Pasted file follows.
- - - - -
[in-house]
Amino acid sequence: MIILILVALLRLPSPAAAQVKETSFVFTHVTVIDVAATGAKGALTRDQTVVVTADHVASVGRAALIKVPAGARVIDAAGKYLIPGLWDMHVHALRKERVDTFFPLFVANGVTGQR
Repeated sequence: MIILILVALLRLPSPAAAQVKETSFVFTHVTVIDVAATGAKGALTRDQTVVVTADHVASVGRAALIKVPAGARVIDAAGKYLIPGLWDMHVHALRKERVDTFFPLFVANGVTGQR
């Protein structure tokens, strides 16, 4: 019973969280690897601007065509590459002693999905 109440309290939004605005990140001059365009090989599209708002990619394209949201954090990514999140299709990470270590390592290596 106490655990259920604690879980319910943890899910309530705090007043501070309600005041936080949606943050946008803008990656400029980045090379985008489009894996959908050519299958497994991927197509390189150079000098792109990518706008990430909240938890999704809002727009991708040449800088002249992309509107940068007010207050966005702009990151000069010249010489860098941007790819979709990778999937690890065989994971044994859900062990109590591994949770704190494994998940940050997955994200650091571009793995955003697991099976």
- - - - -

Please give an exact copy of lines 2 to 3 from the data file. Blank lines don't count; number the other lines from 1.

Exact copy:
Amino acid sequence: MIILILVALLRLPSPAAAQVKETSFVFTHVTVIDVAATGAKGALTRDQTVVVTADHVASVGRAALIKVPAGARVIDAAGKYLIPGLWDMHVHALRKERVDTFFPLFVANGVTGQR
Repeated sequence: MIILILVALLRLPSPAAAQVKETSFVFTHVTVIDVAATGAKGALTRDQTVVVTADHVASVGRAALIKVPAGARVIDAAGKYLIPGLWDMHVHALRKERVDTFFPLFVANGVTGQR